Sandra Coy says she took in her first stray dog, named Wander, at 4 years old, and she hasn’t been able to turn an animal away since.
“He looked hungry, and nobody ever claimed him so he ended up being my dad’s best hunting dog,” she says.
However, since taking in several pitbulls during the aftermath of Hurricane Katrina in 2005, the 55-year-old says she’s been falsely accused of endangering dozens of animals in LaRue and Franklin counties.
In early 2009, Coy and her husband were charged locally with 11 counts of animal cruelty and Coy faced 19 counts of failure to vaccinate her dogs against rabies after officials raided the couple’s home in December 2008 and seized 11 pit bulls.
According to court documents, animal control officers found 60 dogs at the Coys’ home at 3387 St. Johns Road. After 11 dogs were removed, three eventually died.
A jury later found Coy guilty of one count each of animal cruelty and failing to vaccinate dogs against rabies. William Coy, 45, was charged with the same offenses, but was found not guilty.
Before coming to Franklin County, the Coys faced similar charges in LaRue County. According to the Hardin County News-Enterprise, they were forced to leave the county in August 2007 after authorities seized more than 40 dogs and puppies from their home. Eleven of those dogs later died.
“Yes, one of them died with me, and it was from heartworms because 97 percent of them were heartworm positive when they came to me,” she said in an interview at The State Journal Wednesday. The remaining dogs died after they were taken by authorities, she says.
“It finally got bad enough in LaRue County that the judge had to recluse himself, so they brought in a special judge who was like ‘Well, you know, I can’t say she’s done anything.’”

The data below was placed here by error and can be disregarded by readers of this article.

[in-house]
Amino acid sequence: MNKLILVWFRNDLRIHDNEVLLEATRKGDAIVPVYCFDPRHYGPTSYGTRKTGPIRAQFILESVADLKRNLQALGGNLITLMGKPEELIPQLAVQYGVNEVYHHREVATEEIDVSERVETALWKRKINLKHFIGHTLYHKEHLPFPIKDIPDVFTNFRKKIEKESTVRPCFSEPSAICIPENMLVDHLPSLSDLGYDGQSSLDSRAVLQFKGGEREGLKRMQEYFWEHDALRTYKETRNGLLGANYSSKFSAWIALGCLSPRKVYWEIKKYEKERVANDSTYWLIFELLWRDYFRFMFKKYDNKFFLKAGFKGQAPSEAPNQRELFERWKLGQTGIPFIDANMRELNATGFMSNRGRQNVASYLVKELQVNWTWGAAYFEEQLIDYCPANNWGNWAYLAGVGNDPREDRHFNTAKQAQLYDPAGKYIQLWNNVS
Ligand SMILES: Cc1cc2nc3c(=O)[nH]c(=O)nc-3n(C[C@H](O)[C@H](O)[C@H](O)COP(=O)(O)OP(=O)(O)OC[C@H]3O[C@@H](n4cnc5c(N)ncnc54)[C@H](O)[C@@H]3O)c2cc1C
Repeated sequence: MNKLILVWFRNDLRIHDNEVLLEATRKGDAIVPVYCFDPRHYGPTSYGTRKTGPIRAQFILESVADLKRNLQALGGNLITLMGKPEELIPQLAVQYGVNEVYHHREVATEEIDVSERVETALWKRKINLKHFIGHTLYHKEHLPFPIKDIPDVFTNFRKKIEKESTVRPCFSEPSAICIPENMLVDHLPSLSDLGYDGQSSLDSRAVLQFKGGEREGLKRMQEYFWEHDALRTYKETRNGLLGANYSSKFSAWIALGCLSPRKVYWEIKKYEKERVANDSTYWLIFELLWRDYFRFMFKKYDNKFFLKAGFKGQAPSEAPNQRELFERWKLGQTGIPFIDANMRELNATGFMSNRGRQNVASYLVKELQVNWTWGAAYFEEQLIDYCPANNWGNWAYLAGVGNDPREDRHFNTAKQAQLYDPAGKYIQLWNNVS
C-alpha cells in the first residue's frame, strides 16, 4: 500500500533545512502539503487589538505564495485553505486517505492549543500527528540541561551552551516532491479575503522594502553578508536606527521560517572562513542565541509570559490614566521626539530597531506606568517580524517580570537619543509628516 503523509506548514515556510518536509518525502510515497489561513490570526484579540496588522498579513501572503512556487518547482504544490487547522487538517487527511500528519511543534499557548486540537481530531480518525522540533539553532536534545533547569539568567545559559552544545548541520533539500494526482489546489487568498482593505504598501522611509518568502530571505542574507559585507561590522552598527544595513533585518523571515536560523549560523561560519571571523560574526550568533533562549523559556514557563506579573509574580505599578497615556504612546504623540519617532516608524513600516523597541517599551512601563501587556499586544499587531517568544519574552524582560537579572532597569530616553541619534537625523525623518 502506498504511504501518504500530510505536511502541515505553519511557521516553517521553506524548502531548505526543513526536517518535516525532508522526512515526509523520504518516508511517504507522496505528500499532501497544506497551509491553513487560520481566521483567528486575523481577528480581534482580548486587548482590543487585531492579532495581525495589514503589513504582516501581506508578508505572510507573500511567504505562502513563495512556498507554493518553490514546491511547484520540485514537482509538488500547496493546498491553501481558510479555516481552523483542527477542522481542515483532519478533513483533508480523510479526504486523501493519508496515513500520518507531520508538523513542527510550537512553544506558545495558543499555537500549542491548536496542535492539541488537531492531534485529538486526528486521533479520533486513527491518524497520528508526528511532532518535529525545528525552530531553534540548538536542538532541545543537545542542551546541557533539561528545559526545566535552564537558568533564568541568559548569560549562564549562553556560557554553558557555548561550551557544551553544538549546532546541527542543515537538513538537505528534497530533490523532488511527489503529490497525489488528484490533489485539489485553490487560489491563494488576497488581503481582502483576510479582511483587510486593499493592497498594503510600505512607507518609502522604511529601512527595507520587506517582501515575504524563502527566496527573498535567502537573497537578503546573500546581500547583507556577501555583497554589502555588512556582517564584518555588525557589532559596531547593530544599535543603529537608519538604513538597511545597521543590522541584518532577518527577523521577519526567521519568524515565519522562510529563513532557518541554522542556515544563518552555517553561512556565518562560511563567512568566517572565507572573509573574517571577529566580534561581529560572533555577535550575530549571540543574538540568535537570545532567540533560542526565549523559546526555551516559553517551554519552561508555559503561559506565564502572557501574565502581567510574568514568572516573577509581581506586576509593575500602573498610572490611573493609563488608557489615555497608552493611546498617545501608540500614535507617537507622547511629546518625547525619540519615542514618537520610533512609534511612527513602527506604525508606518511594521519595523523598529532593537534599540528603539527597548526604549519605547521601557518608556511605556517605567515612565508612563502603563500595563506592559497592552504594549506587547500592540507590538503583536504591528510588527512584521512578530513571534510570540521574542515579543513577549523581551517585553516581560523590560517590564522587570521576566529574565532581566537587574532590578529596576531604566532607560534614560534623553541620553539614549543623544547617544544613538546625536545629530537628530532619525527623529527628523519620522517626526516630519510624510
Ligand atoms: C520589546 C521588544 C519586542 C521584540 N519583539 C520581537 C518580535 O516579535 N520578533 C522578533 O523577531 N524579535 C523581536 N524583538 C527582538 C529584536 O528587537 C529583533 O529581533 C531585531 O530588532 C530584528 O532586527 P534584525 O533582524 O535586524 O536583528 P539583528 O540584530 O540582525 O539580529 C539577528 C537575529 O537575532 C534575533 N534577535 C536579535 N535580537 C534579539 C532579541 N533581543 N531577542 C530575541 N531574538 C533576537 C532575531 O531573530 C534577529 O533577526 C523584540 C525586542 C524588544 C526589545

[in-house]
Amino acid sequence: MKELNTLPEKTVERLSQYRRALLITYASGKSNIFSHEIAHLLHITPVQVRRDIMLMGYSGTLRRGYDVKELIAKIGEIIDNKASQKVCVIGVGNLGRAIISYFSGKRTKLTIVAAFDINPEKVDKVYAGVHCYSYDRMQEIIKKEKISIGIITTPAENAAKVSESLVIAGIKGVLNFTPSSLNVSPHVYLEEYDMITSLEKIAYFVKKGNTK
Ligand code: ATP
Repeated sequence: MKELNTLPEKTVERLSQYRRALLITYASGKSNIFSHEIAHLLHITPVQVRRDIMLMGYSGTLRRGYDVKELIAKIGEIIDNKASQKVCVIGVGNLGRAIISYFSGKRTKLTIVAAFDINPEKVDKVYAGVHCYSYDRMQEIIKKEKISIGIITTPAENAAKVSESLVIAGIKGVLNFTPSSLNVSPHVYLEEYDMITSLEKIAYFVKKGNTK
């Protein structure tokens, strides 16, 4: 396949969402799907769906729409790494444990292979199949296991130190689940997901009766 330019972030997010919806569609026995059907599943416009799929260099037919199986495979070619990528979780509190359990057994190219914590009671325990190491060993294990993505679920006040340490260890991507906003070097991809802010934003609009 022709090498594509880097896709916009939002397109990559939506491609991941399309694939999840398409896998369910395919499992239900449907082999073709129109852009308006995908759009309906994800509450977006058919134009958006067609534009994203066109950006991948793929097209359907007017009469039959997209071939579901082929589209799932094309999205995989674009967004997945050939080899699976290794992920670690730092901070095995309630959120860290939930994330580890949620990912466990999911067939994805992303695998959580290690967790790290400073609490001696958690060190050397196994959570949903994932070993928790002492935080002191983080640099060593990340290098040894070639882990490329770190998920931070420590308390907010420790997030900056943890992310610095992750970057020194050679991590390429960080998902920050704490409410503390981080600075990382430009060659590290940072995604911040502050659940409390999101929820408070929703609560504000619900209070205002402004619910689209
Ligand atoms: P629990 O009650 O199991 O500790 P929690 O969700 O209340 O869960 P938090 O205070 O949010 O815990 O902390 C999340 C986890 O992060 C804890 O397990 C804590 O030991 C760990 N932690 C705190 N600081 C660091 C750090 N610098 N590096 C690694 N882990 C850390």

The Coys accepted a plea agreement with prosecutors there and promised to leave the county, according to the News-Enterprise.
“So a deal was struck that I would plead guilty to non-compliance with their kennel law, and I would move out of the county – and I had a home there,” she said.
But despite the accusations and charges, Sandra Coy, who volunteered after Hurricane Katrina with the American Red Cross, told The State Journal she’s always done what’s best for her animals.
The Coys currently have chickens, alpacas, goats, American pitbulls, birds and a horse – among others – on their Bald Knob property.
“I can take you on my land to any of my dogs and show you the American pitbull is not a mean or vicious dog. Everybody is given a job in their life, and my job has always been to help.”
Sandra Coy’s Miniature Silky Tennessee Fainting Goat took best in show at the Franklin County Fair, and the pitbulls are rescues, but most of her animals are part of the family’s livelihood – for food to eat or fur to spin.
Sandra Coy says she’s been spinning fiber for 25 years. She says she started after her great aunt taught her the dated skill on a walking wheel at West Liberty’s Sorghum Festival.